Women from developing countries comprise the majority of the unconnected. The gender divide has narrowed in most regions since 2013, but it has widened in Africa. The proportion of women using the Internet on the continent is 25% lower than the proportion of men.4 Notwithstanding the significant potential of mobile phone technology to spur women’s entrepreneurship through mobile banking and payment services as well as improved access to information and finance, sub-Saharan Africa follows South Asia with the second largest average gender gap in both mobile ownership and mobile Internet use.5 A widening gender digital divide concerning the availability, affordability, accessibility, and use of information and communication technologies (ICTs) negatively impacts women’s economic empowerment. It further undermines full gender equality that lies at the core of human rights and is integral to the African Union’s Agenda 2063, the 2030 Agenda and the Sustainable Development Goals (SDGs).
Achieving gender equality is critical to achieving each and every one of the 17 Sustainable Development Goals (SDGs). Though few disagree that gender equality is a facilitator and a catalyst for meeting these ambitious targets, too few emphasise the non-capital inputs required to achieve them. A push for capital remains front-and-center in the conversation, but several other factors must be pursued with equal zeal. Good data, disrupting norms and greater innovation are chief amongst them. Such efforts contribute not only to SDG 5 to “achieve gender equality and empower women and girls,” but also pave the way further for achieving the greater 2030 Agenda.
Gathering alongside gender-lens investors, impact investors and shareholder activists at the December 2018 Financial Times Investing for Good USA event highlighted the challenges and opportunities for accelerating progress toward greater gender equality. Unfortunately, the need remains to put in place effective systems and processes to collect data and measure impact in this critical area. Less than one-quarter of the key gender indicators have adequate tracking information, and only 13% of countries worldwide dedicate a regular budget to collecting and analysing gender statistics. The scarcity of data is a disservice to existing efforts, defying effective planning for the future. To address this gap in data and reporting, KPMG, for example, is a founding partner in Equal Measures 2030, an initiative dedicated to linking data and evidence with planning and actions toward gender equality.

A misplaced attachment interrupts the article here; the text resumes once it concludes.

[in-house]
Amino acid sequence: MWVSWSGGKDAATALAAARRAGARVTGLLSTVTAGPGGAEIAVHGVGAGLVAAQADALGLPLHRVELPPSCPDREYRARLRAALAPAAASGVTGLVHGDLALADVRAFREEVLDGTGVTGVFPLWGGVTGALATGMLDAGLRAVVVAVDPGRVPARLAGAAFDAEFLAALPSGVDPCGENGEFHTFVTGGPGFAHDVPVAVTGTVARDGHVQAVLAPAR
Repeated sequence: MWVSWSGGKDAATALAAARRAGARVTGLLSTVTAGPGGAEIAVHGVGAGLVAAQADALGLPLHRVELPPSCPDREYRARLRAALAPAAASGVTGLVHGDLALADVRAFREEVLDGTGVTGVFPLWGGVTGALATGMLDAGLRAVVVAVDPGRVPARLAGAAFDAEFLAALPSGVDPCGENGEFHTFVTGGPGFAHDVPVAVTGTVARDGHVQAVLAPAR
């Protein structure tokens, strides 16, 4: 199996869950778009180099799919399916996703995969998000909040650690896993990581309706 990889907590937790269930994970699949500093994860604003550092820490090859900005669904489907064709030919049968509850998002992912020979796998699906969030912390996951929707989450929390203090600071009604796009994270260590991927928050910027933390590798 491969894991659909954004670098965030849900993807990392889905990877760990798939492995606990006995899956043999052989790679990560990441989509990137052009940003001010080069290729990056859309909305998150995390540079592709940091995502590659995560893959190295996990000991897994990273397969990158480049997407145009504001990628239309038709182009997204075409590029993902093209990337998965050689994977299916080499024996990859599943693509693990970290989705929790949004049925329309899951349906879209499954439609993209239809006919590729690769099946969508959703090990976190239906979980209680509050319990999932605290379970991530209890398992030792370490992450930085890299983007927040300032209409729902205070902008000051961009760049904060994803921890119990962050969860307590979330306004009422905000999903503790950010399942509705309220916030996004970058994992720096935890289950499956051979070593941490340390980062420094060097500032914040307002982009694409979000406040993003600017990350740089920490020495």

Two hundred and ten years: That’s how long it will take to close the gender gap in time spent on care if we continue on our current trajectory, according to recent analysis by the International Labour Organization (ILO). In no country in the world do men and women spend an equal amount of time on care responsibilities, an inequality that restricts women’s participation and growth in the labour force, in political leadership and in other public spheres. It also limits the space for men to express their full humanity as nurturers, caregivers and equal partners at home. To achieve global development goals, to fulfill human rights and to enable all of us to live full lives, we need to urgently address this inequality.
It won’t be an easy road – the barriers are many to recognising, reducing and – as is the focus of this blog – redistributing care. While redistributing unpaid care responsibilities between individuals and the state is essential, we know that gender stereotypes held by individuals, communities, workplaces and governments continue to presume that women’s most important contributions are at home, and men’s are in the workplace. At Promundo, we are focusing on how we can deconstruct these stereotypes. Continue reading “It’s (literally) about time: men as part of the solution to closing the care gap”
By Papa A. Seck (@PABSeck), Chief Statistician, UN Women
Over her lifetime, a girl born today in Germany is expected to earn just about half the income of a boy born on the same day. In France and Sweden, she fares slightly better at about 70%. In Turkey, she can expect to earn no more than a quarter.1 Globally, it is estimated that 35% of women have experienced either physical and/or sexual intimate partner violence or sexual violence by a non-partner at some point in their lives. This is the most egregious violation of women’s rights and it is pervasive in all countries around the world, developed and developing alike. Such violence has often tragic consequences. A recent study by UNODC found that a shocking six women are killed every hour by a family member.2 An estimated 650 million women and girls in the world today were married before age 18, and at least 200 million women and girls alive today have undergone female genital mutilation in the 30 countries with representative data on its prevalence. Women around the world do 2.6 times the unpaid care and domestic work that men do, simply because that task is delegated to them by our societies.